Are we?

Photo by Stephen L. Syverud

Whenever I hear someone assert, “We are better than this,” I wonder.

As much as I want to believe that people are basically good at heart, I’ve seen too many act out of self-interest, rather than a common good, succumb to the reassurance of herd mentality, rather than strike out against it, follow unethical orders, rather than defy them. There are always exceptions, but often, not enough. It feels as though people will defend their behavior, no matter how inconsiderate, corrupt, or simply petty, if they feel it’s in their best interests to do so.

It’s easy to blame one person for causing the assorted manifestations of ugliness that emerge from self interest, but to do so ignores what has been both our greatest strength and fatal flaw since humans walked upright, perhaps even before: the instinct for self-preservation. This instinct can drive people to excel, create masterpieces, eradicate diseases; but it can also drive them to oppress, amass power at others’ expense, take pleasure in, or blame people for their pain and misfortune. The ugly side of self-preservation, indeed, survival, existed long before the current administration, and will continue long after it is gone….


So, are we better than our primitive survival instincts?

The current expressions of ugliness on both sides of the ideological spectrum would lead me to believe we’re not.

And yet, there are the thousands of people who put themselves in harms way every day to provide necessary services to those at risk, or work under the most physically grueling and emotionally wrenching conditions to care for those who are ill, or dying….

And there are the simplest expressions of selflessness that say, “I care….”


When my mother-in-law died, the distribution of many of her treasures fell to my sister-in-law and me. One by one, we went through them, with my sister-in-law choosing which pieces she wanted, and the two of us offering the rest to our children. Because I wanted the process to be as amicable and stress-free as possible, I refrained from asking for anything. After almost an hour had passed, and we’d gone through a substantial number of possessions, I held up a plate that was one of my mother-in-law’s favorites, and asked my sister-in-law if she wanted it. She took the plate in her hands and eyed it lovingly, remembering, I’m certain, as I did, all the homemade cookies and sweets that were served on it, then looked at me, a bit wistfully, and said, “Don’t you want anything?”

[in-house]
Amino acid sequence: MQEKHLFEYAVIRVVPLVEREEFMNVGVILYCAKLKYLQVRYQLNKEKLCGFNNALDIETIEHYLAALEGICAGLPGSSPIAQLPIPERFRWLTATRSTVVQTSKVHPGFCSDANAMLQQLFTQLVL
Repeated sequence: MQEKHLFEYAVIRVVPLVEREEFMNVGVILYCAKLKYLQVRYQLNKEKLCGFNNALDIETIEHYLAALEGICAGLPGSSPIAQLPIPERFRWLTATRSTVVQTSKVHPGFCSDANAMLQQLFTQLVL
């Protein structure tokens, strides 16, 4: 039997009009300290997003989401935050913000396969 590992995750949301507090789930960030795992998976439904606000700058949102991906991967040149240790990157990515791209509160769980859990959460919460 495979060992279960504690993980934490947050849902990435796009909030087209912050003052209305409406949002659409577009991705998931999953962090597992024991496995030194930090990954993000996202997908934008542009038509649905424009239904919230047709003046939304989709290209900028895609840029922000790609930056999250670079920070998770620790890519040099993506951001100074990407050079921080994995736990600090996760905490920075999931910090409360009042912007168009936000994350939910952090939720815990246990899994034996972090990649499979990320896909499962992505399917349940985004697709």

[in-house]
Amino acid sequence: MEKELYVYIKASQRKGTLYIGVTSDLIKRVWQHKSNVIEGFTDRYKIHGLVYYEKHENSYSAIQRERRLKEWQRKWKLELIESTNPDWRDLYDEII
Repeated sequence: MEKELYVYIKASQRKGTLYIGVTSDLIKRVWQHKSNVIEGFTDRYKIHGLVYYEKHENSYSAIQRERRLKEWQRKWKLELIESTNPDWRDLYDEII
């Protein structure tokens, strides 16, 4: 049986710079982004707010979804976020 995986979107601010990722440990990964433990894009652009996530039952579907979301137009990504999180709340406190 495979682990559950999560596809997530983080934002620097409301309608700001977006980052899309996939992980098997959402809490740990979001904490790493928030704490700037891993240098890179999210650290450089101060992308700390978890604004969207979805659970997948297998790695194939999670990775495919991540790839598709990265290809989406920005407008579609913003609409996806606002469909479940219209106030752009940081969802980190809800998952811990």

I said, “She was your mother, their grandmother. Her things should go to you and them.”

She sighed, and set the plate in front of me. “You take it. I want you to have it.”


So, are we better?

On most days, I’m doubtful. And then I think of all those selfless souls who shop for, and tend to, and care for us, with not nearly enough recognition and appreciation for their heroism, or enough patience to do what’s needed to make their jobs, their lives easier. And I think of that day so many years ago, in view of another loss, and the gift that was given so generously, with so much love, and I think, maybe, maybe, we can be….


Rest in peace, sweet sister. Rest in peace.

Photo by B. Froman

©2020 All Rights Reserved

It’s Time

Like many others, for four years I have sat aghast as the Republican party sold their souls to Donald Trump for no other reasons than doing so protected their seats and served their agendas.

As Trump’s lawlessness and reign of terror escalates, they continue to support him, even as he rallies his base of bigots to take arms and storm the streets, and intimidates the institutions that are supposed to guard our health and safety into authorizing the use of questionable treatments, and pressures manufacturers into speeding the release of inadequately tested vaccines to secure his re-election.

At this point, it should be clear to Republicans that no human life has value to him except his own.

But, apparently, their actions indicate they share that credo: theirs are the only lives that matter.

I have been unhappy with FB for a long time. I’ve occasionally deactivated my account, stayed away, and returned—partially to keep up with people whose news would otherwise not reach me, and partially because it served my agenda.

If you are a writer, artist, composer, or performer, you’re aware of how valuable social media platforms, such as Twitter, Facebook, etal., can be in publicizing and sharing your work. While these sites allow excellent work that might be rejected by traditional outlets to reach audiences, they also do not discriminate. The result is that everyone with anything to share is attempting to be heard and seen. So, using social media becomes a necessity to avoid obscurity—a necessary evil.